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The Cascades Leading up to Gentrification

In the past couple of decades, Los Angeles has experienced a major shift in its culture and lifestyle. Crime rates in the city have gone down, new businesses have appeared, and the overall day to day has a different atmosphere than it did twenty or thirty years ago. Skyrocketing housing and rent prices have forced poorer people to move out of the city while allowing wealthier people to take over. Many long-lived businesses have had to close because of increased rent and because many of their customers have moved away due to the high cost of living. Ultimately, Los Angeles has proved to provide a perfect example of gentrification.

The effects of gentrification have been widely studied because of its ongoing and lasting effects on many different groups of people, but it is also interesting to identify and analyze its underlying causes. In his article exploring the origins and consequences of gentrification, Steve Holland proposes a general pattern that explains the events leading up to a city’s redevelopment which demonstrates how the notion of cascades plays a role in a city’s network. First, in the early stage of a city, people move near its center for the direct benefit of being closer to where their jobs are located. As the city becomes more prominent, the value of housing gradually increases to the point where the original working class must move out and away from the city to locations with lower prices. Moving to the suburbs has the direct benefit of lower housing prices, and the observation that other people are moving out of the city gives the informational benefit that suggests there will be more opportunity if you do the same. Then, as Holland suggests, the shift in residents out of the city drives down housing prices in the city because of a housing surplus, and once again provides an incentive for people to move back into the city to take advantage of the lower prices. Thus, begins gentrification.

Overall, the informational and direct benefits are the underlying causes of the shifts in populations in and out of a city that eventually leads to the beginning of gentrification. For example, if lots of people are moving out of the city because it is cheaper in the suburbs, it will not only be cheaper for you to move out but will also provide you with more opportunity since it is more likely that even more people and businesses will relocate. The payoff of moving outweighs the payoff of staying, causing a cascade of the city’s original occupants to move out of the city. Similarly, when wealthy people start to take the place of the people moving out, businesses that cater to the wealthy will also follow in to be closer to their customers. Relocation of wealthier businesses and people into the city spurs a cascade to centralize white-collar workers and jobs.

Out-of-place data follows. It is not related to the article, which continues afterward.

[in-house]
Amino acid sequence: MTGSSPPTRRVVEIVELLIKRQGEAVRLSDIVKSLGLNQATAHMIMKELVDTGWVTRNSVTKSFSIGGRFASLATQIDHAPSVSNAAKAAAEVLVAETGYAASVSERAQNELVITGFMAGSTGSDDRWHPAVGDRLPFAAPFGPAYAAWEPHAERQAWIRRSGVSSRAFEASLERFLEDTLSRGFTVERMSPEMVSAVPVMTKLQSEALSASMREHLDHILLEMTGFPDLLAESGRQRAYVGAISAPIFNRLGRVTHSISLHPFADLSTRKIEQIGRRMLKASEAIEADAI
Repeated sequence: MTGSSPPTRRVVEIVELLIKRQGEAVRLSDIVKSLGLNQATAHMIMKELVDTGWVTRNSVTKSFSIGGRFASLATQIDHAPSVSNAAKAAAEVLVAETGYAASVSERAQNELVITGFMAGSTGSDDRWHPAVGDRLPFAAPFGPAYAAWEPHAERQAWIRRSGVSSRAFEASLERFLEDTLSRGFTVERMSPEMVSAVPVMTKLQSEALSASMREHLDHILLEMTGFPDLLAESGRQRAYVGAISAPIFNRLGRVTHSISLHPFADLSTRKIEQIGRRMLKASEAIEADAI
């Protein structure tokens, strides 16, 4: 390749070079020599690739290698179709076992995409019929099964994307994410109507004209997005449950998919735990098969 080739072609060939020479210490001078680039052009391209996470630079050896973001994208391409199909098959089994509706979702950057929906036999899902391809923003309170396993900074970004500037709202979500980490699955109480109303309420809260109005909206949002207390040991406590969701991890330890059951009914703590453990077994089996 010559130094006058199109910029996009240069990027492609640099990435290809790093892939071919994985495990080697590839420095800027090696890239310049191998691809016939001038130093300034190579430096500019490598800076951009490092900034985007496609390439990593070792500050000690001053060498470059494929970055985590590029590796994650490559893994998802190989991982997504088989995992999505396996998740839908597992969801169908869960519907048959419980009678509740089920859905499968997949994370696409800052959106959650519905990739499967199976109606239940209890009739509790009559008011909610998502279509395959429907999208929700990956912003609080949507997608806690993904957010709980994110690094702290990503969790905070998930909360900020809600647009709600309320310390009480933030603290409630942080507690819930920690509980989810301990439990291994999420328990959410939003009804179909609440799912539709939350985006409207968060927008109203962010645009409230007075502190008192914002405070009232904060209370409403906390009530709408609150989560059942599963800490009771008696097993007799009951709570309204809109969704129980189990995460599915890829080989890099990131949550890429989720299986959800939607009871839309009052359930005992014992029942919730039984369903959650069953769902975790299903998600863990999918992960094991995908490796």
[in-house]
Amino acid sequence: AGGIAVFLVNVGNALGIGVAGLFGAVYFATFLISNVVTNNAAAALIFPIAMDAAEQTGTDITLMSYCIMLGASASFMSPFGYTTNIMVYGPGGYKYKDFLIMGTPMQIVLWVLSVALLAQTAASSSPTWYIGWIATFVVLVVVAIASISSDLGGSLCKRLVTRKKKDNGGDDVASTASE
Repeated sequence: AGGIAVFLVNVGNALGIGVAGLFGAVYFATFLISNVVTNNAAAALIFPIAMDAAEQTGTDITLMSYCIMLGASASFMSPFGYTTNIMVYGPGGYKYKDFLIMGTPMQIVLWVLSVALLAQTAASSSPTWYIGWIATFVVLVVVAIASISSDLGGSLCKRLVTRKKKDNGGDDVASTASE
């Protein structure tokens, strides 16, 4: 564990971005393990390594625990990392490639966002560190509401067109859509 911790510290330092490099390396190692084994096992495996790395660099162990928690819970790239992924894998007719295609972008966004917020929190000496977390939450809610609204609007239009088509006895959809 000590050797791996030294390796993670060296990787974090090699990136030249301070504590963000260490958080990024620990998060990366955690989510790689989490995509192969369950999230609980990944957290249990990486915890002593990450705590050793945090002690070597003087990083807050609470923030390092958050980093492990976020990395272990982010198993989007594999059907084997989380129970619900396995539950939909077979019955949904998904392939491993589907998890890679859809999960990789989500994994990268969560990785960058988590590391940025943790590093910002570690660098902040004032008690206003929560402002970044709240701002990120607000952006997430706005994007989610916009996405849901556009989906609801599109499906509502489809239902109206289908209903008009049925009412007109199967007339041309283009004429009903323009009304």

We now know how gentrification begins, but will the process ever reverse? It can be reasoned that one possible way gentrification would end is in the same way that it started. There would have to be incentive for current residents and businesses to move out of the city. The relocation of a big company or the development of a neighboring city are possible reasons for a city to “ungentrify.” The constantly changing environment will always be creating informational and direct benefit effects that can reel people in or push people out of a city. Cities like Los Angles are affected by these cascades all the time, and understanding their causes gives great insight for in depth economical or historical analysis and predictions.


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